Doing politics in the name of Ram had benefitted the BJP.
What will be the game-changer in the 2019 parliamentary elections? Ram or Rafale? In 1989, it was Ram and Bofors. In 1991, Ram appeared again. That was six months after Lalu Prasad Yadav arrested Lal Krishna Advani, stopping his Rath Yatra in October 1990. Then came the destruction of the Babri Masjid by the karsevaks on 6 December 1992, two years after the Rath Yatra. That was almost 26 years ago. But those two years changed the political and ideological landscape of the country.
It was against the backdrop of this Hindu aggressive politics that the Hindutva alliance of the Shiv Sena-BJP came to power in 1995 in Maharashtra. Sena supremo Balasaheb Thackeray had publicly congratulated the Hindutva karsevaks and said that he was proud of the Shiv Sainiks – although there were no Shiv Sainiks among the karsevaks. But the Shiv Sena merely wanted to take “credit” for the Hindutva militancy.
Although there is no authentic record of the number of people killed during those two years, particularly after the destruction of the Babri Masjid, it is estimated that a few thousand people died across north India. What is more important is that a psychological partition of sorts ensued, which has defined the electoral politics since then.
In the 1996 Lok Sabha polls, the BJP made major strides winning 161 seats, up from just two seats in 1984. The growing Hindu militancy, even among the educated and computer-savvy middle classes, was the driving factor for this victory.
The 13-day government led by Atal Bihari Vajpayee in 1996 was actually a trailer for 1998 when the BJP won 182 seats and ruled for 13 months. The party repeated its performance with the same number of seats in 1999 and formed a government that lasted a full term, till 2004. During these six years, the lower and middle bureaucracy was infused with considerable recruitment of Hindutva sympathisers, particularly in the police and intelligence departments, say insiders.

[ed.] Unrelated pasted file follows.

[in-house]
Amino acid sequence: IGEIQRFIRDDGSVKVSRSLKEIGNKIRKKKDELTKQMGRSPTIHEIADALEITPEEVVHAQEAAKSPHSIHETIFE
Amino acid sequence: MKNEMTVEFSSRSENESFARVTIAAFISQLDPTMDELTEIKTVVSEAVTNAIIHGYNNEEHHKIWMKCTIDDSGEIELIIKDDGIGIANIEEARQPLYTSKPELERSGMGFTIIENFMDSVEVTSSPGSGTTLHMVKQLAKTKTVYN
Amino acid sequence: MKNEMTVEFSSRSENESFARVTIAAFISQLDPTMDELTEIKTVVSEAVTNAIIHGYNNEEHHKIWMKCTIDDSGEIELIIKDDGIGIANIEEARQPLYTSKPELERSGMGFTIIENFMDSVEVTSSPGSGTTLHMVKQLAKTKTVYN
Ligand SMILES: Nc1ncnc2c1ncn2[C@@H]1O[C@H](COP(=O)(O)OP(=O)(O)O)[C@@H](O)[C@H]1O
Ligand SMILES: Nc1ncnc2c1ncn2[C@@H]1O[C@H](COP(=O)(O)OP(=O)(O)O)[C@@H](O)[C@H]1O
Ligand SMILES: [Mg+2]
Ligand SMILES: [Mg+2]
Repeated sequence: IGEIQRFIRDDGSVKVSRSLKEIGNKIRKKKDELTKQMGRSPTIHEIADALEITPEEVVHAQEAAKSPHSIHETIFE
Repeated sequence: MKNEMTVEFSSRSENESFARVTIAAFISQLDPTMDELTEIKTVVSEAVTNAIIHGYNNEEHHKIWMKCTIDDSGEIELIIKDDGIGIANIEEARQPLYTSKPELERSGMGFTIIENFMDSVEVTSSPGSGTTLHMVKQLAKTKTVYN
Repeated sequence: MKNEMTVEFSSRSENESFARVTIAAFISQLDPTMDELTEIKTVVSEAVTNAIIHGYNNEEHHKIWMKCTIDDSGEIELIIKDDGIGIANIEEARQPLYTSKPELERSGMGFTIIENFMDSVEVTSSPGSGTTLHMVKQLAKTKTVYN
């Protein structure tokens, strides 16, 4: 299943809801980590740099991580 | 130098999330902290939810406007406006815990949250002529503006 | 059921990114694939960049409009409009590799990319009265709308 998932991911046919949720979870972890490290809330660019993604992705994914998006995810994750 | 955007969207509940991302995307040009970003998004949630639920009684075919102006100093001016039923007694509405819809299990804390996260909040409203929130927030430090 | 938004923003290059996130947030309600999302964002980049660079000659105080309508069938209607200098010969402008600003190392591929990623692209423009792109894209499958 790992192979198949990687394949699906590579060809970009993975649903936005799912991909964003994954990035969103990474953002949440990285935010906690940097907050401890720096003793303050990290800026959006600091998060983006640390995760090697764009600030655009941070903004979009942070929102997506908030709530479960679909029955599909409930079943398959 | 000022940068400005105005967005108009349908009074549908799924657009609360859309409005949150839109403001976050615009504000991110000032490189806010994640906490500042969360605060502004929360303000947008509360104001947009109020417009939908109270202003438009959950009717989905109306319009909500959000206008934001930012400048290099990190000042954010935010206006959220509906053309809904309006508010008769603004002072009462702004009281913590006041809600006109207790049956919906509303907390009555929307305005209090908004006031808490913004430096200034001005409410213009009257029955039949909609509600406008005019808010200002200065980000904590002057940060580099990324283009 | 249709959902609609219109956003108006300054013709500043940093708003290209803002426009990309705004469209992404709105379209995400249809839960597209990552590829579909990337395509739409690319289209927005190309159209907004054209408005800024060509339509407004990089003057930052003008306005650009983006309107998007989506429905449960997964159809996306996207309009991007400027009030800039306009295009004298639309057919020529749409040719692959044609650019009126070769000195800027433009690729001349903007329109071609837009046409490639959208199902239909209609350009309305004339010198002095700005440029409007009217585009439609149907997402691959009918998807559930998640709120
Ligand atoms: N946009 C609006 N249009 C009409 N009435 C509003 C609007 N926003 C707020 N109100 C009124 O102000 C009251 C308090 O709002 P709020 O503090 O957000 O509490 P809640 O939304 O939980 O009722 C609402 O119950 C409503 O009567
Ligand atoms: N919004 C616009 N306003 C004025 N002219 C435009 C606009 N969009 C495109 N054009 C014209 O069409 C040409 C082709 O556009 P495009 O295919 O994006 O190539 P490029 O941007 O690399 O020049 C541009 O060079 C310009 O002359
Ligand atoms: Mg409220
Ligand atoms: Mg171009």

It was during the Vajpayee years that the non-resident Indian pride in Hindutva had begun to spread its tentacles. The NRI Hindutva has played a major role, although not adequately highlighted, in the rise of the RSS and the BJP. There was also the huge IT-driven migration to the US in the ‘80s and ‘90s. That “Passage to America” had begun during the Rajiv Gandhi years but acquired momentum in the so-called Y2K years, 1999-2001.
This NRI class, although a product of the Nehru-Rajiv era of IITs and computers, thought of itself as a self-made, super-achieving tribe. It began to embrace an assertive brand of Hindu Identity. For the NRIs, the Hindu “Asmita” was synonymous with new nationalism and anti-Islamism. Anti-Islamism was rapidly taking roots in the US and Europe, particularly after 9/11. The post-1985 migrant to the US was getting influenced by this mood.
There needs to be a research-based sociological study to determine the influence of the prosperous NRIs on the aspirational middle classes in India, and also in promoting the Hindu cause in the ‘90s.
By 1987, the BJP had decided to project the Hindu agenda. The Ayodhya campaign, the demand for uniform civil code and abolition of Article 370 became its rallying cry. The ABVP, the Bajrang Dal, and the VHP spread their network across India with this campaign.
The impact of this campaign was seen in the 1989 election itself when the BJP tally went up to 85 seats, and the party secured 11.36 per cent votes. In 1991, a year after the Rath Yatra, the Hindu frenzy picked up. The vote percentage went up to 20.11 and seat tally to 120. In 1998, just six years after Babri demolition, the vote percentage jumped to 25.59 and the BJP won 182 seats. So clearly, doing politics in the name of Ram had benefitted the BJP.